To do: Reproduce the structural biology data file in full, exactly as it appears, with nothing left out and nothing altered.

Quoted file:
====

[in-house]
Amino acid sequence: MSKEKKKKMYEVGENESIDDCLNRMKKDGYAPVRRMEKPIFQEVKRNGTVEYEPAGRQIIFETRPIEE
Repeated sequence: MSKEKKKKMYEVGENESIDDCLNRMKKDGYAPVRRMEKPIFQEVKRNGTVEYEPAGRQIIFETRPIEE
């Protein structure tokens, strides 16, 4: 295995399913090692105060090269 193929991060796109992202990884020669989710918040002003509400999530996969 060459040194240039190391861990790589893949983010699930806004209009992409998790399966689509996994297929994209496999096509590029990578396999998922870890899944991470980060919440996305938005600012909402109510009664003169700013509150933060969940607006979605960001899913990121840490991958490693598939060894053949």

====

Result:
[in-house]
Amino acid sequence: MSKEKKKKMYEVGENESIDDCLNRMKKDGYAPVRRMEKPIFQEVKRNGTVEYEPAGRQIIFETRPIEE
Repeated sequence: MSKEKKKKMYEVGENESIDDCLNRMKKDGYAPVRRMEKPIFQEVKRNGTVEYEPAGRQIIFETRPIEE
């Protein structure tokens, strides 16, 4: 295995399913090692105060090269 193929991060796109992202990884020669989710918040002003509400999530996969 060459040194240039190391861990790589893949983010699930806004209009992409998790399966689509996994297929994209496999096509590029990578396999998922870890899944991470980060919440996305938005600012909402109510009664003169700013509150933060969940607006979605960001899913990121840490991958490693598939060894053949």